Anyway – one of the reason Open Government seems like a good idea is that everybody knows that Gov 1.0 is completely broken and desperately needs reinvention. Letting Silicon Valley get its hands on it doesn't seem like such a bad option, even if that means a gold rush of private interests trying to profit from the newly opened data landscape. But it would be better if these things were thought through, that actual politics was brought into the discussion, that we don't pretend (this is a common computer delusion that I probably share) that all we have to do is establish digital connections between everything together and peace, harmony, and intelligence will reign.

The real world involves interests and conflict. "Government as a platform" ignores the fact that platforms are contentious political creatures themselves. Even a purely technical platform, say, Java, is not merely technical, different corporate interests are served by its adoption, what rules it follows, etc. So yeah, government is a platform, that's really an excellent way of looking at it, as long as we realize that platforms have politics even when they aren't directly a part of state power.

I remain pretty excited by Open Government, I think it points to a whole slew of services and solutions that haven't been invented yet, and I don't mind all that much if some people are trying to make money off of it. That's how America works, it seems better to accept it than fight it.

[This is not directly relevant but presents a somewhat parallel dilemma; another way in which state power, the counterculture, and technology are intersecting in ways that are intriguing, powerful and somewhat scary.]

Sunday, May 13, 2012

Intellectual Archaeology

One thing you can say in favor of electronic books – they don't have to be stored in the garage because of lack of shelf space, so they don't get used as nesting material by the local rodent population. I spent much of the past weekend mucking the rat poop out of the garage, and in the process needed to carefully examine each precious volume as I removed it from one chewed-up box into a new and hopefully impenetrable plastic one.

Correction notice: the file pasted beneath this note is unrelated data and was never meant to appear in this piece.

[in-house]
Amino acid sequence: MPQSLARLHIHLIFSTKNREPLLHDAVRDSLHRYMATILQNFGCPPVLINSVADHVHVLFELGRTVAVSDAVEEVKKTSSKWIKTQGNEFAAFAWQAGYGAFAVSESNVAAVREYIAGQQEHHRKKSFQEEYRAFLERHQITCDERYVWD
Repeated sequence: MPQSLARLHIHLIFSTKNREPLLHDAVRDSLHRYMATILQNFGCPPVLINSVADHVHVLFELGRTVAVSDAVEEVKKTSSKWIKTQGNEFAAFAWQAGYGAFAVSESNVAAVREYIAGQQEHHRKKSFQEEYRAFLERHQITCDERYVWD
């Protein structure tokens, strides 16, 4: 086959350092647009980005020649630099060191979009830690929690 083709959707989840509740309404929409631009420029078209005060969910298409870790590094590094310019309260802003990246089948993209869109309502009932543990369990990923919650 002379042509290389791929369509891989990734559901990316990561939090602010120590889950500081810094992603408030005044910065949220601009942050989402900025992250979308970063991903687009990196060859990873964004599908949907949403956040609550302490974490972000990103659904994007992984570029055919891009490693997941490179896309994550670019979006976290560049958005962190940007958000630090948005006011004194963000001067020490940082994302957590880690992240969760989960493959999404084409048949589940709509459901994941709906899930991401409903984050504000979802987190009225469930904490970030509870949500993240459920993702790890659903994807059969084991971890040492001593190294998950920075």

It's like doing archeology on one's self, every past interest is there, like shards of pottery, buried in a succession of layers. Every time I do this (during moves or major housecleanings or emergencies like this) I re-sort them, based on vague criterion of how they fit together (like "professional" vs other, but in fact I work as hard as I can to blur that line, so that doesn't really work very well). Some even make it to a box to sell or donate, but not very many this time since what remain after the last few filters are those I can't make myself part with. A few get pulled out to give to my children, but they are at the stage of where they would rather find their own books.

It is difficult to pretend that all these books, all these abandoned directions of thought, represent a coherent project, that I was after something during all that time I was accumulating them. Yet there is something that ties them all together, even if it's only my personal history. That is rather disordered, to be sure, but it's not nothing.

I guess I continue to cart around these obsolete chunks of dead trees because they do in some weird way constitute a large chunk of my identity. And just like the part of myself that lives in the head, they are falling victims to decay, to the the depradations of nature and time.

Monday, May 07, 2012

The Prophet Motive

Our shul is having an an internal debate on how much to align ourselves with the Occupy movement. So we had a teach-in, and for that, I did some research on the Biblical and earlier history of the Jubilee tradition. Turns out damaging concentrations of wealth, and ways deal with the economic problems they cause, have both been around for a long time. The Torah is full of what is basically commercial law, which has always seemed kind of boring next to miracles and war and murder and the like, but when approached with the right mindset can be quite fascinating.

One insight I did not bring to the table: The movie version of Fight Club is centered around a debt-retirement scheme, achieved in that case through violence represented by blowing up the office buildings of credit card companies.

The teach-in was only moderately successful from my perspective. I am not big on face-to-face group meeting/discussions, I vastly prefer to have such things over email or similar medium where you don't have everyone constantly jockeying for get their turn to speak, where digressions don't waste people's time, and points can be followed up at leisure…on the other hand, you can't share food that way, and that is half the point of these things.

[Earlier postings on the subject]

Sunday, April 29, 2012

A Consumer's Guide to the Foundations of Reality